Ah, job interviews. All the awkwardness that comes from introducing yourself to a stranger and trying to get them to like you, while knowing your very livelihood is on the line if you don’t make a good first impression.
There are ways to prepare for this stressful, high-stakes moment. Here are five tips to do well in a job interview:
1. Know what to say.
AOLFinance recommended describing yourself as “highly motivated,” “flexible,” “having a positive attitude,” “energetic” and “experienced.” Use the company’s own words to describe yourself, and don’t neglect your basic manners by forgetting to say “please” and “thank you.”
If a question stumps you, instead of saying “I don’t know,” buy yourself some time and flatter the interviewer by saying “That’s a good question,” monster.com suggested.
Above all, stress that you want the job — so important, AOL mentioned it twice.
2. Know what not to say.
Business Insider warned against saying anything that makes you sound lazy or entitled — don’t ask about having an office, making personal calls, or how soon you can take a vacation. And don’t ask about money too soon.
Also, don’t say anything that makes it sound like you didn’t bother doing any research on the company or your interviewer, such as “What does the company do?”
“Never ask anything that can easily be answered with a Google search,” noted Business Insider.
3. Know how to answer that question.
That question being, “What is your biggest weakness?” or some variation thereof.
Don’t pretend you don’t have a weakness — it’s the worst answer you can give, according to jobhunt.org. Instead, it suggested going one of two routes: one that acts as a strength in disguise, such as being too self-critical meaning you’re also careful, or one that is irrelevant to the job, such as finding it hard to disconnect from technology outside of work.
Try to frame your weakness in an honest, authentic way that lets it be taken as a strength, Stuff.co recommended. Talk not just about your weakness, but how you became aware of it and overcame it or used to your advantage.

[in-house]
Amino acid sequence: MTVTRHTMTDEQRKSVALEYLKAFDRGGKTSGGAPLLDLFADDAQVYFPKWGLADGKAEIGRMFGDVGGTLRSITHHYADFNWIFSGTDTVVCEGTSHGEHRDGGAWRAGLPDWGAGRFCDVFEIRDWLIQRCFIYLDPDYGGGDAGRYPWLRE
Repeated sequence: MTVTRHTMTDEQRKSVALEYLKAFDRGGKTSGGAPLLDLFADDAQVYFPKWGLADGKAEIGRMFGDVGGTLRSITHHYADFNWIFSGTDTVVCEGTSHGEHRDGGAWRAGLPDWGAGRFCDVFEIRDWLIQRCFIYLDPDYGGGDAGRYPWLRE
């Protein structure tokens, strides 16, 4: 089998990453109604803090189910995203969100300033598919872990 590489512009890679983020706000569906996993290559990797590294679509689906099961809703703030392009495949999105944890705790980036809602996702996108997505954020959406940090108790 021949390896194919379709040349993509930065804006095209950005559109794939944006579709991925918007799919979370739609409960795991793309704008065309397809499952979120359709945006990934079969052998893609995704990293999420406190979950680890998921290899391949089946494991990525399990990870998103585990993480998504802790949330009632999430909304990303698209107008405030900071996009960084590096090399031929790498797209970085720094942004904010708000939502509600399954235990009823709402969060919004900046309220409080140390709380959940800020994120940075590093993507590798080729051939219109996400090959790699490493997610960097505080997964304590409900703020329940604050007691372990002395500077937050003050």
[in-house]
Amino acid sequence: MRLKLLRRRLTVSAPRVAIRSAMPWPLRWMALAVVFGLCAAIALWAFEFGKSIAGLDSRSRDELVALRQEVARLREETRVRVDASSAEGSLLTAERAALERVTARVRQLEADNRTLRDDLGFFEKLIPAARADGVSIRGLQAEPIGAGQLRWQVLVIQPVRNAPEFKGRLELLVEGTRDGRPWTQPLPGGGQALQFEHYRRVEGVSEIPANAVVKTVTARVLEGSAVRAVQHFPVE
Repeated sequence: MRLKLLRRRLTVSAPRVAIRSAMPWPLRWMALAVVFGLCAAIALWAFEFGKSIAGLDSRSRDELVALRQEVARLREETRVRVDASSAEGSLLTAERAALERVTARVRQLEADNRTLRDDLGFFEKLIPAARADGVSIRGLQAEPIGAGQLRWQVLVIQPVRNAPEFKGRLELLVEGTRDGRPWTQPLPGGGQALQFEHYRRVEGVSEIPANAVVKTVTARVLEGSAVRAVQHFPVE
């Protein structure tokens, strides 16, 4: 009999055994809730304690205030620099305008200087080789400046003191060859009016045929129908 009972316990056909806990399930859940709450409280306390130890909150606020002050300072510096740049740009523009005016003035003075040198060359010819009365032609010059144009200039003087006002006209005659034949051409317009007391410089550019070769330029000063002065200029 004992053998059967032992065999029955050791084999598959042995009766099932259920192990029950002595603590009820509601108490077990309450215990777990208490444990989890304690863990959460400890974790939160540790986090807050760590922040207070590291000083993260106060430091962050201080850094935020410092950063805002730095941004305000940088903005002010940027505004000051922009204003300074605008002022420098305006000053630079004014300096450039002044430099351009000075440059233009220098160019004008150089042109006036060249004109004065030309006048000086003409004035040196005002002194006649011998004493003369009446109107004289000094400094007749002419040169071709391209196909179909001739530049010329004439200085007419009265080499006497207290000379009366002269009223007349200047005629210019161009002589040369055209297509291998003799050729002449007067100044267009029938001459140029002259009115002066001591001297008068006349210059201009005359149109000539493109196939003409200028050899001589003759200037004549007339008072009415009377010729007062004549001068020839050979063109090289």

4. Watch your body language.
Start off by shaking hands to show confidence and be more memorable, meeting the interviewer's eyes while doing so and maintaining regular eye contact throughout the interview, said Business Insider.
Sit up straight, but also lean forward a bit to show you’re engaged in the discussion. Nod when it’s appropriate to show interest and agreement with what’s said. Perhaps even mirror your interviewer’s body language, to show “admiration and agreement,” Business Insider continued.
And don’t forget to smile.
5. Following up afterward.
Email a thank-you note after the interview, or mail one — what kind of company you’re applying for may determine if the efficient or traditional way will score more points, noted Nigerian Bulletin. You can get your interviewer’s contact info simply by asking for a business card.
If you get a second interview or job offer, respond as quickly as possible. If you don’t get the job, accept it with grace and send a follow-up message thanking the interviewer for their time anyway, the Bulletin continued. Turn the loss into a gain by making the interviewer a part of your network, and asking for contact referrals, suggested livecareer.com.
If you’re bold, you might even ask your interviewer for pointers on how you present yourself during an interview, the Bullentin suggested. Most likely, they won’t answer, but it doesn’t hurt to ask. Just restrict it to email or letters — it puts the interviewer in an awkward position to ask on the phone.
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